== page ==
How to Be a Friend to Someone with Autism
We know that it can be challenging to find ways to relate to and befriend an individual that is on the Autism spectrum, as you may see the world differently and feel as though you cannot make them happy as a friend. That is not always the case, in fact individuals with Autism may want to be friends with you, but have a harder time showing their affection, passion and enthusiasm about relationships. We think it is important to know how you can befriend a person that is on the Autism spectrum, because they may become one of the most important people in the world to you, but you may never have the chance to get to know them due to differences intellectually. Look at our tips below to develop a magical friendship that may last a lifetime!
- Do not assume that he or she does not want to be your friend, just because they do not vocalize it. Many people on the Autism spectrum have trouble communicating their thoughts and feelings to people, so we encourage you to not assume that if he or she does not show or express obvious interest in being your friend, they truly are not interested. Try asking them to eat lunch with you, take a walk or to just hang out and talk to each other. By you initiating the plans, this will allow the other person to express their interest in whether they want to befriend you or not, without them initiating the contact.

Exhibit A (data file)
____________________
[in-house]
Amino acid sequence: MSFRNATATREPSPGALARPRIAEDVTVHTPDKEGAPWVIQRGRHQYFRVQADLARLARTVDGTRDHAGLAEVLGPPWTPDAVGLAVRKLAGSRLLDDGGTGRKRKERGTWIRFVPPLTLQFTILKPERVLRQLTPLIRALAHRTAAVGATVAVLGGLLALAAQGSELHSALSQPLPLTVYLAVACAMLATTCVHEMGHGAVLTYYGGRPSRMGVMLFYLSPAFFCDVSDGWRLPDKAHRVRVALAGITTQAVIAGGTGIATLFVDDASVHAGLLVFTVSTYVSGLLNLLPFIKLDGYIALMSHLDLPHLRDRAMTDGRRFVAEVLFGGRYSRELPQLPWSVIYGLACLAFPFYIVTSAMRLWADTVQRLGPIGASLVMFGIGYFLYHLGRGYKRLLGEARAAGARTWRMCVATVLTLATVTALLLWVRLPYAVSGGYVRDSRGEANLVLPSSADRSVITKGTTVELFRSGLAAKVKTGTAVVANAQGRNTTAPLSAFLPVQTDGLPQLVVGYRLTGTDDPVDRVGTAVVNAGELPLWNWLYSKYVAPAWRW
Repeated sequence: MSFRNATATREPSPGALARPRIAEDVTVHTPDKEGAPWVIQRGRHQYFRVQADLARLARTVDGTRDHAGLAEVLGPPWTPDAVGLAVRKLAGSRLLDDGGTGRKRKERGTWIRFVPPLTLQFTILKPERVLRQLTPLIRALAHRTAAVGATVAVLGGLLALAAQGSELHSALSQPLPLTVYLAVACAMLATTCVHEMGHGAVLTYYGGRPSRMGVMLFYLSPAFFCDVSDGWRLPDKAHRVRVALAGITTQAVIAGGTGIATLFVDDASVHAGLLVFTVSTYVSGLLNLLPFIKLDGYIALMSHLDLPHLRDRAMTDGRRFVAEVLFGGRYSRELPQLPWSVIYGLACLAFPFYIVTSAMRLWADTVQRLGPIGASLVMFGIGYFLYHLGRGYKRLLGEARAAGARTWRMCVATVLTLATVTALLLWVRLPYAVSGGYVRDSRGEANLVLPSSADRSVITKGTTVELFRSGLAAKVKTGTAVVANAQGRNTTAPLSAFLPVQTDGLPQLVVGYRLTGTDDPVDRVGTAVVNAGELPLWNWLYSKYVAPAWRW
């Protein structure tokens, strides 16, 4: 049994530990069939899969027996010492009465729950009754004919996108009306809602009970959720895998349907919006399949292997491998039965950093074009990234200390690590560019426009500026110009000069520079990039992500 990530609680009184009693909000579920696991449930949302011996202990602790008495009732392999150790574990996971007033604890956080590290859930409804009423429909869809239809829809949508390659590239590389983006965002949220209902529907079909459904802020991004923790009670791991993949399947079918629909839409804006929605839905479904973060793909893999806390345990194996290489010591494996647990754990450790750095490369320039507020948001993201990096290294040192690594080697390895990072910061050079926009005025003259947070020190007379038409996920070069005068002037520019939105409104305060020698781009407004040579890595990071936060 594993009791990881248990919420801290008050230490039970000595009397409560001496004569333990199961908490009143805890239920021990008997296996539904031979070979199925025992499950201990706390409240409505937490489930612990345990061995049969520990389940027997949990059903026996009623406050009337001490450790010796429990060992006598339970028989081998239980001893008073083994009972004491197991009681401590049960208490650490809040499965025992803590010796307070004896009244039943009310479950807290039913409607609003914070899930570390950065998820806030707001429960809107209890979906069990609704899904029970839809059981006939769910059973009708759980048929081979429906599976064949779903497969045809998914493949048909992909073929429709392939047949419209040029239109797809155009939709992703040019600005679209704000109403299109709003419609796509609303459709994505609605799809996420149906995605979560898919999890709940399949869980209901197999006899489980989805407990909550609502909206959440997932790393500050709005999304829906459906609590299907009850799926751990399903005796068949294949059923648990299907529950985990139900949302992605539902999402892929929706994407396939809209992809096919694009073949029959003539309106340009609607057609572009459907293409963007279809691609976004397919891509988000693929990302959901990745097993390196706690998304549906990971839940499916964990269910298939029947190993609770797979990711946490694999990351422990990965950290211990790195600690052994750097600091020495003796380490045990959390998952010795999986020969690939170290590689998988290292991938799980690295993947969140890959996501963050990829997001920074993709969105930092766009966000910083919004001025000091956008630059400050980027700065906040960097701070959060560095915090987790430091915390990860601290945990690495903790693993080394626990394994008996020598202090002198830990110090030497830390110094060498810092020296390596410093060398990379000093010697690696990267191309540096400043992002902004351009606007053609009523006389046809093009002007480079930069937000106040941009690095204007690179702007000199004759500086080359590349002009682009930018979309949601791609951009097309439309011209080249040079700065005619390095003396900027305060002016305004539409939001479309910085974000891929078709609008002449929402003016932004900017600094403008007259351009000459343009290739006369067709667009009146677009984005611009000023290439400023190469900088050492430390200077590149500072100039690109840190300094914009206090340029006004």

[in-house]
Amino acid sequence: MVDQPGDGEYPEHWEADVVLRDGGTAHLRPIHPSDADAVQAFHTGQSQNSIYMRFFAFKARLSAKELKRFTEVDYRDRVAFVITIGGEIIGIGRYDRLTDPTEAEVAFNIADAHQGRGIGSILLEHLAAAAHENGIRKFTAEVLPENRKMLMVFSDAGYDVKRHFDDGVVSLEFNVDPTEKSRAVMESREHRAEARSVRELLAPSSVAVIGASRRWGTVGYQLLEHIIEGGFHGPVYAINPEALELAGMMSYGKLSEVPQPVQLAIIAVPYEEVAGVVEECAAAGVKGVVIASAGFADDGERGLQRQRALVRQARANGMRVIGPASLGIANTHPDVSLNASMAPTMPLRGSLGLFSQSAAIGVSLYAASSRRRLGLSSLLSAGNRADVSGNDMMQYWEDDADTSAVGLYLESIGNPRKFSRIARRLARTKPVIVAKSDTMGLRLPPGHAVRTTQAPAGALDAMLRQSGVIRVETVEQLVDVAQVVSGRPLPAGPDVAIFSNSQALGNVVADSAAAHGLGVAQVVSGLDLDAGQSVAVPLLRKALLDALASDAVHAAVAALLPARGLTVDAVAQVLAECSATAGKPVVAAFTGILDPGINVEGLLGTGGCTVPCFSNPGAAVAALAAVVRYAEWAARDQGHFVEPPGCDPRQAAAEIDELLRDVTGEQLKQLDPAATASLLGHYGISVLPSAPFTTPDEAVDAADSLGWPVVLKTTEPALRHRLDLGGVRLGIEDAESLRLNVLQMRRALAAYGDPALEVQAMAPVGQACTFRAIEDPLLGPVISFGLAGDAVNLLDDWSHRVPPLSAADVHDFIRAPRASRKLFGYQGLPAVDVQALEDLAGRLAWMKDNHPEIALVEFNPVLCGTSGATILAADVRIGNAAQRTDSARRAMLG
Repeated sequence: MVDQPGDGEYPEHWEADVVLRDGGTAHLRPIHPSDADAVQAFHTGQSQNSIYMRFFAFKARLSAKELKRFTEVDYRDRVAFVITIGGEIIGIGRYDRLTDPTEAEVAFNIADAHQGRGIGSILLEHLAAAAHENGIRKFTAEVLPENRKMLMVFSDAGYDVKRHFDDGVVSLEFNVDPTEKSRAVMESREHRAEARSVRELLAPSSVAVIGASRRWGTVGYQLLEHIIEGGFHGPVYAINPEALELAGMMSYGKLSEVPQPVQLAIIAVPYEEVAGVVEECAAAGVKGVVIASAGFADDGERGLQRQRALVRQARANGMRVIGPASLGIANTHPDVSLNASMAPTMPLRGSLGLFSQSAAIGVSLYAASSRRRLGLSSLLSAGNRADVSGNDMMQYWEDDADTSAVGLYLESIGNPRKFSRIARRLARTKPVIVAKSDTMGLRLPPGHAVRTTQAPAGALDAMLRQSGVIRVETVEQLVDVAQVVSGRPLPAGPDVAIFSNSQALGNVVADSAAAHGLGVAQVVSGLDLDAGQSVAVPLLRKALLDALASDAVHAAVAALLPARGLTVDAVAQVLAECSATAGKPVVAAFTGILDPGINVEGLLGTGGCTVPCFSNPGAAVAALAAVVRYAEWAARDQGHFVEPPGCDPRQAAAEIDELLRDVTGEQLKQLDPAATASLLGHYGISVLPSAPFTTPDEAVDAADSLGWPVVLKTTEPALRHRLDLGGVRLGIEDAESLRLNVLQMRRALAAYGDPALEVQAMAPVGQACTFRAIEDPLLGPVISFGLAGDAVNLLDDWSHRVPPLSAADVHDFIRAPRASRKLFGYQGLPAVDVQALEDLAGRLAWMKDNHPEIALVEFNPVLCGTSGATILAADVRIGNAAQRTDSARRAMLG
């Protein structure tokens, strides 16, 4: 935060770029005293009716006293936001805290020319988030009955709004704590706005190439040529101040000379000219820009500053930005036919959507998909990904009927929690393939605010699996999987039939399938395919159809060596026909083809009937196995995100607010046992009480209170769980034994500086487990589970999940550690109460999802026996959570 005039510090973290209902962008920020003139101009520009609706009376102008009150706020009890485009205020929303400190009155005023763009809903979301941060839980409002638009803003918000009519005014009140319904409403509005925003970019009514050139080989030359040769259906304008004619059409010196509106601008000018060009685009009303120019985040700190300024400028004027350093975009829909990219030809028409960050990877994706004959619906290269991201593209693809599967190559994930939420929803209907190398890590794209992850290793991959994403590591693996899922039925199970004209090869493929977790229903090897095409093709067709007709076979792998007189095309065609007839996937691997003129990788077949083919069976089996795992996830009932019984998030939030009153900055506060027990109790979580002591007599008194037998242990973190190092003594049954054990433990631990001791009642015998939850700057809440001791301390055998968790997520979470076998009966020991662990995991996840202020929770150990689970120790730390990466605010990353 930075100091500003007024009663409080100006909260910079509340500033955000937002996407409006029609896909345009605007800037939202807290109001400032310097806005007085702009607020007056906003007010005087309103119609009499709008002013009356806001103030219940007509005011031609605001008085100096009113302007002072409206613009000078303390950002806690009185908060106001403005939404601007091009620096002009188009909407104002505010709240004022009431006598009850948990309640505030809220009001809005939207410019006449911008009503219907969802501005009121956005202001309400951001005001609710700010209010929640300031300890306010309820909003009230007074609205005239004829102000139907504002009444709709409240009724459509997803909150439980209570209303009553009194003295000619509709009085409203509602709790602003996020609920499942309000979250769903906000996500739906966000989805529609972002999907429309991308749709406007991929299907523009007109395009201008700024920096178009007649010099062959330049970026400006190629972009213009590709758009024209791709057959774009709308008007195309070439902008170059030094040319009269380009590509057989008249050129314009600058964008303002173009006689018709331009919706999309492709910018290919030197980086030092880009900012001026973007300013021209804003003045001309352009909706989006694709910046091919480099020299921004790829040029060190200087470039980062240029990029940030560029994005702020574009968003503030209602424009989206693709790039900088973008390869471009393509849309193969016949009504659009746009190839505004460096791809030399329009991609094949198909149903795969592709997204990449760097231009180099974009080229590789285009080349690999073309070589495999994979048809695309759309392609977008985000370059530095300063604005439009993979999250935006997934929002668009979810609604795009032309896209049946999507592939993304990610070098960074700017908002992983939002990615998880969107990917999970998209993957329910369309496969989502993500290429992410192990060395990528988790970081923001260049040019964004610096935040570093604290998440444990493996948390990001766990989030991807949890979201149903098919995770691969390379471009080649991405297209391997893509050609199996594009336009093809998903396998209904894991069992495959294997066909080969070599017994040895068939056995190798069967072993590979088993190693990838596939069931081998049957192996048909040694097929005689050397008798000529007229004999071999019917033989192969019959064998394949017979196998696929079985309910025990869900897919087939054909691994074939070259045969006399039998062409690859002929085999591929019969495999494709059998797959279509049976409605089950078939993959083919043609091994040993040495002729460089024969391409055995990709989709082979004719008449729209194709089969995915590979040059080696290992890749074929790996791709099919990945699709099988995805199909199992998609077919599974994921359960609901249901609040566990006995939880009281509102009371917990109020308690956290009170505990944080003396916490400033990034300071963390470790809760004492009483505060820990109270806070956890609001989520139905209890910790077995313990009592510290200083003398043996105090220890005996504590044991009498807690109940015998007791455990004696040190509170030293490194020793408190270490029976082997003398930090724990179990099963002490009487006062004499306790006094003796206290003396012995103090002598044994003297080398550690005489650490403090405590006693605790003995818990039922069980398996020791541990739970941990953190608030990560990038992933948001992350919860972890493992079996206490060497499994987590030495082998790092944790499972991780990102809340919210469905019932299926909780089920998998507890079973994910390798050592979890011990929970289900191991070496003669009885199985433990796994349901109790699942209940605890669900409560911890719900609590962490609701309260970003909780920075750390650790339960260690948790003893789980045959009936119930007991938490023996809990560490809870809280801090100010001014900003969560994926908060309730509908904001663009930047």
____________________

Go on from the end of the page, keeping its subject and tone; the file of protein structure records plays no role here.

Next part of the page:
- Communication should be clear, concise and direct. Individuals with Autism normally respond well to short, to the point sentences that uses direct language. You should also be sure to speak at a reasonable volume and be sure to speak slowly, but not too slowly! You don’t want to offend them, after all! Give the individual time to respond to your sentences, allowing a conversation to flow freely.
- Make sure that you are respectful of them and view them as a person, not as a project. We know that your intentions may be pure, and you may want to make a new friend, but to an individual with Autism, they may feel differently about your intentions. Try not to look completely past their disability or try to change them, as it is an imperative part of their identity and their personality, but rather embrace it and appreciate them for who they are.
We hope that these tips will help you befriend an individual that is on the Autism spectrum and to create a bond that will last a lifetime. Remember that your friend may not have a positive social interaction with everyone, so be sure to stick up for them if you see them in a dilemma where they need assistance. We hope that you establish relationships that you will cherish deeply.